interviews and observations". The case study was conducted
using survey research.
Survey research involves "obtaining information directly
from a group of individuals" (Dane 1990: 120).
In the context of this study, a survey method was
appropriate because the study required the collection of data
on the opinion and views of library staffs of Mount Kenya
University Library. Survey research is the most appropriate
methodological approach for this type of study given the
nature of the research problem and purpose of the study.
According to Dane (1990: 120), survey research "involves
obtaining information directly from a group of individuals";
in this study information was obtained from Mount Kenya
University Library staffs.
The population in this study was library staffs of Mount
Kenya University Library who have undergone formal
training and deal with library readers on a day-to-day basis.
Bless and Higson-Smith (1995: 86) indicated that the
population parameters are "specific value of quantities that
relates to the population, such as the average age of all
primary school teachers." For this research, it is library staffs
that have undergone formal university training, be it one year
or four years. The trained university library staffs were
numbered 88. Bless and Higson-Smith (1995: 87) argued
that, the best way to get an accurate picture is to examine
each and every member of the group being researched; this
was done in the present study. According to Bless and
Higson-Smith (1995: 85), "it is also possible to reach
accurate conclusion, by examining only a portion of the total
group". Leedy (1997:211) pointed out that "for smaller
population, N<100, there is little point in sampling. Survey
the entire population".
There was a physical assessment of the available ICTs
resources in the library, with the assistance from the relevant
supervisors and the senior systems librarian, informal
interviews were carried out to collect data from the library
staffs. Published and unpublished sources were used to
collect additional data relevant to the study. Most of the data
was collected by means of a self-administered questionnaire
at Appendix B. The questionnaire was used to identify the
knowledge and skills in the use and application of ICTs for
information provision by Mount Kenya University Library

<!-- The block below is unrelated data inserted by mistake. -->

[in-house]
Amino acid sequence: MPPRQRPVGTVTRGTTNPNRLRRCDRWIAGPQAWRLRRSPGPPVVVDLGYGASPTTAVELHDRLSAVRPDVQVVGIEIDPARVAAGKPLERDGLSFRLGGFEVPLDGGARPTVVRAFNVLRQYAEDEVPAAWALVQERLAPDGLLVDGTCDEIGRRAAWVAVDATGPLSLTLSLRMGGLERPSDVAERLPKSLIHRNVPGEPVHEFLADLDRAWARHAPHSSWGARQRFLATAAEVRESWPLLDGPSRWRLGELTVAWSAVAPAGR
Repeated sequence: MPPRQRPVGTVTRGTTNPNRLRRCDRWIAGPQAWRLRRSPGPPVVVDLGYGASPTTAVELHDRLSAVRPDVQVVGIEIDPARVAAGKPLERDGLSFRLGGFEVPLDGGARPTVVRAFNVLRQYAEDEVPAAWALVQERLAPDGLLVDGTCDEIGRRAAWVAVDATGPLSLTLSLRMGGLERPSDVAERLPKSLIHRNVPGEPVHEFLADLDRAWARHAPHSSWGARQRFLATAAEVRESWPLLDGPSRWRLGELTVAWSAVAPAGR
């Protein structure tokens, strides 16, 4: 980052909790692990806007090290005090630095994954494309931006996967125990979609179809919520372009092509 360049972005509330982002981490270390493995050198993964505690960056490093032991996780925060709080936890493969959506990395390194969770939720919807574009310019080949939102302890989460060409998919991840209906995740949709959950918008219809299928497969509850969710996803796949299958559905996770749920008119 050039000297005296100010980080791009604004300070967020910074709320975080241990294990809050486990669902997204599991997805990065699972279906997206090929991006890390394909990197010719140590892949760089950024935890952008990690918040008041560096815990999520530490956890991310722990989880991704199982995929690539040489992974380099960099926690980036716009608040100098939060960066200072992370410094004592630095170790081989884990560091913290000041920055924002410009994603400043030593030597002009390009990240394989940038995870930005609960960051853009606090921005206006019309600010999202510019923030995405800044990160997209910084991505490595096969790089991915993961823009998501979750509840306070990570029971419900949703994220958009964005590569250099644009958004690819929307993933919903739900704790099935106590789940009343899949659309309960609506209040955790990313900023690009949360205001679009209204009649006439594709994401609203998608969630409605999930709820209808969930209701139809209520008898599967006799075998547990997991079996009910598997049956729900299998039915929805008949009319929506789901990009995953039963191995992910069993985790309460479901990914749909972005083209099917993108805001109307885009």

staffs. The staffs' needs were identified as well in order to
promote full utilization of the available ICTs efficiently and
effectively during information provision.
Questionnaires were hand delivered to library staffs in the
main campus and the Faculty of Engineering and
Technology Library. According to Leedy (1997:187),
questionnaire's main disadvantage is a low response rate. In
order to improve the response rate reminders were sent to
those who received questionnaires by electronic mail and a
follow up was made to those who received them by hand.
Eighty-eight questionnaires were distributed by hand and
through e-mail, 67 questionnaires were returned. The
respondents were the library staffs who had undergone
formal training and obtained a certificate, diploma, degree
and masters and dealt with library users in their daily duties.
A date was set for collection of the questionnaires. A total of
67 (76.13 %) usable questionnaires were received back. The
returned questionnaires were sight-edited to eliminate those
that were not usable, and were post-coded to prepare for the
net response rate as proposed by Alreck and Settle
(1995:207). The response rate was according to Babbie's
analysis very good. Babbie (1991:267) pointed out that a
response rate of 50 percent is adequate, 60 percent is good,
and 70 percent is very good and adequate for analysis and
Alreck and Settle (1995:267) describes data analysis as
"the use of statistical tools in order to reduce the amount of
details in the data, summarizing it and making the most